Write the Docs: Kelly O’Brien – Engage or Die: Four Techniques for Writing Indispensible Docs

I’m at Write the Docs today in Budapest and will be post­ing notes from ses­sions through­out the day. These are all posted right after a talk fin­ishes so they’re rough around the edges.

Kelly runs O’Brien Editorial, a technical writing business that works on documentation for small Drupal shops and large enterprises. She started as a journalism major in college and wrote about everything from food culture to trends in eco-construction materials. Through that experience she learned about how to target writing to your audience. In other words, how to engage your readers.

Engagement is about holding your readers’ attention but also means earning the trust of your readers. With documentation you want readers to rely upon your documentation for help. That starts with trust.

Readers must trust that you understand where they’re coming from. That you sympathize with their frustrations. That you know what they need to accomplish. That you’ll help them solve their problems.

If you don’t do those 4 things readers will ignore your docs. Kelly calls this Doc Death. There are 4 kinds.

The first is Death by Apathy. Think of readers as teenagers; if they detect that they have ceased to be the center of your universe they will tune you out. To fight this you need to put your readers first. Prevent apathy with empathy. The first step is to recognize that the things that are most important to your readers are not necessarily the same as the things that are most important to you. To learn what’s important you can ask what they care about, what they struggle with, and what they need from you.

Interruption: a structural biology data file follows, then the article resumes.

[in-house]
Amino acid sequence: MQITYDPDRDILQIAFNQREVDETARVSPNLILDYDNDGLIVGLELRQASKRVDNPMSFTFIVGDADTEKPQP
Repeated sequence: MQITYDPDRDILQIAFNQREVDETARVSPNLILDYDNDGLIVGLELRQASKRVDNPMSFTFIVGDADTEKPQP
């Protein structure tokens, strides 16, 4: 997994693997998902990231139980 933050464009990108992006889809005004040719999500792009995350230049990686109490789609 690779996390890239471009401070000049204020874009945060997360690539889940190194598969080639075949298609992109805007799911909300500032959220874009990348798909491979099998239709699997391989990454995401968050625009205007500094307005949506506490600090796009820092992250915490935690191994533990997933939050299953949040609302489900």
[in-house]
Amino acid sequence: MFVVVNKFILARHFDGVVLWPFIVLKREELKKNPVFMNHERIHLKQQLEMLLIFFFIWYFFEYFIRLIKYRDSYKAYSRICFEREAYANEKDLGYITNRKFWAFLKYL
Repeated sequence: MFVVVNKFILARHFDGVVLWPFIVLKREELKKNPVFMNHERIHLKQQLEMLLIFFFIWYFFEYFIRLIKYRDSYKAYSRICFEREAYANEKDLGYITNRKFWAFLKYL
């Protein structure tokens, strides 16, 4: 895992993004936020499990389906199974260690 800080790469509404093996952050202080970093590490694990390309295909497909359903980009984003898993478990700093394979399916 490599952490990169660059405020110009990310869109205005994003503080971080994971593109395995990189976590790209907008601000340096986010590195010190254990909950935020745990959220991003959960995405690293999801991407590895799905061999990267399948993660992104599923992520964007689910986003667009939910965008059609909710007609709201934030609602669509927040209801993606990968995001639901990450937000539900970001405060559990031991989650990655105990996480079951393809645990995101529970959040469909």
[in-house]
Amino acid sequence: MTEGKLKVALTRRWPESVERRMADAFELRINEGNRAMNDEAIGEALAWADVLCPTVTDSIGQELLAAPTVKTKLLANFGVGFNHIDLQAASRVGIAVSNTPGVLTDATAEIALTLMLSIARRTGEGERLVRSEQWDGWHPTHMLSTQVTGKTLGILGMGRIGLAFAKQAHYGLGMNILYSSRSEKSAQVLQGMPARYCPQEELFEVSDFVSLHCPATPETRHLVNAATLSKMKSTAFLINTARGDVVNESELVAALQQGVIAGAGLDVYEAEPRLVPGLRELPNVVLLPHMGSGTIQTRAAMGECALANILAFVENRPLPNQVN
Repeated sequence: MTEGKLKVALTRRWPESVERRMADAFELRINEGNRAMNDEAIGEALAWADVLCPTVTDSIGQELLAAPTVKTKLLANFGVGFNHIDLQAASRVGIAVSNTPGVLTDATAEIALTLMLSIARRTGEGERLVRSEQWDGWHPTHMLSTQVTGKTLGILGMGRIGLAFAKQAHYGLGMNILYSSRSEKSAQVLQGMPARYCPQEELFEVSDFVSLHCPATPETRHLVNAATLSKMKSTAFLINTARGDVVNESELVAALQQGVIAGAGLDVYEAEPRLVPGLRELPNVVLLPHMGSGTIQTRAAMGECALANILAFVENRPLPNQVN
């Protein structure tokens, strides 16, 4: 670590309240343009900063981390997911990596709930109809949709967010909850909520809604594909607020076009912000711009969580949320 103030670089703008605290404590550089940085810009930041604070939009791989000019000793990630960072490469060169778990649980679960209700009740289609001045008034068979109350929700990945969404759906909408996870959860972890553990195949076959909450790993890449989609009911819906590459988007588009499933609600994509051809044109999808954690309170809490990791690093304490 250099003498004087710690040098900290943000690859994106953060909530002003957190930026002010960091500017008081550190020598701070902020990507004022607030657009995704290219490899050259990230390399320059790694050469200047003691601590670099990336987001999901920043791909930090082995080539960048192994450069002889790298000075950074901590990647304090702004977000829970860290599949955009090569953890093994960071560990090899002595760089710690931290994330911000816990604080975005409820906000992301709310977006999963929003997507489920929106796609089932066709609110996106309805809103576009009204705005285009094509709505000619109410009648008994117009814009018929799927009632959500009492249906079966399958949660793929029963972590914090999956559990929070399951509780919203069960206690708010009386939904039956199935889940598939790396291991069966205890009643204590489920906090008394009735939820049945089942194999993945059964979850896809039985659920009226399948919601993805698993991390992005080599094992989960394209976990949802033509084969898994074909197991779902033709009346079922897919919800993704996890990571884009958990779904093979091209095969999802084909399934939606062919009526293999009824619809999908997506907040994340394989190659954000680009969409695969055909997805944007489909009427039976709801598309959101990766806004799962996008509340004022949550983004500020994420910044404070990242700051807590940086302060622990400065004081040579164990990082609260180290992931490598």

Death by Alienation is the second form of Doc Death. Readers are a sensitive bunch. If they ever feel that you’re not on their site they will put your docs down and not touch them again. Your voice is one of your most powerful tools to combat this. Use it wisely. Tiny adjustments can make a huge difference to your readers. In your docs tone of voice is about formality. It’s a spectrum between academic and relaxed. The goal is to find a place somewhere in the middle. To do that you should take 3 things in to account: the company culture, the purpose of your docs, and the tech savviness of your readers. Whatever tone of voice you choose, be deliberate about it and employ it consistently.

The third type of Doc Death is Death by Impatience. The last thing your readers want to do is to hunt for answers. If it takes your readers too long to find what they need, your docs will be ignored. Organizing your content helps fight this. You should lead with the problem that the document solves. It makes it clear to your readers what they’ll learn by reading. It helps if you ask, “If it read this, what’s in it for me?” The secret to reader engagement is WIIFM: What’s In It For Me. You can make this clear to your readers by simply telling them. This should happen later in the writing process. The first step is to get everything on the page; then you can go back and make the WIIFM clear.

The last form of Doc Death is Death by Disorientation. Readers have relatively short memories. If your reader every wonders “Why are we talking about this?” your docs are in trouble. The solution is to use powerful pointers. Using pointer sentences helps your readers orient themselves. Pointer sentences recap, state, or foreshadow the information you’re presenting. They create a contextual structure for what readers are looking at. They also allow you to show that your readers’ needs come first. They remind your readers that they’re not alone. Finally, they communicate the WIIFM to your readers.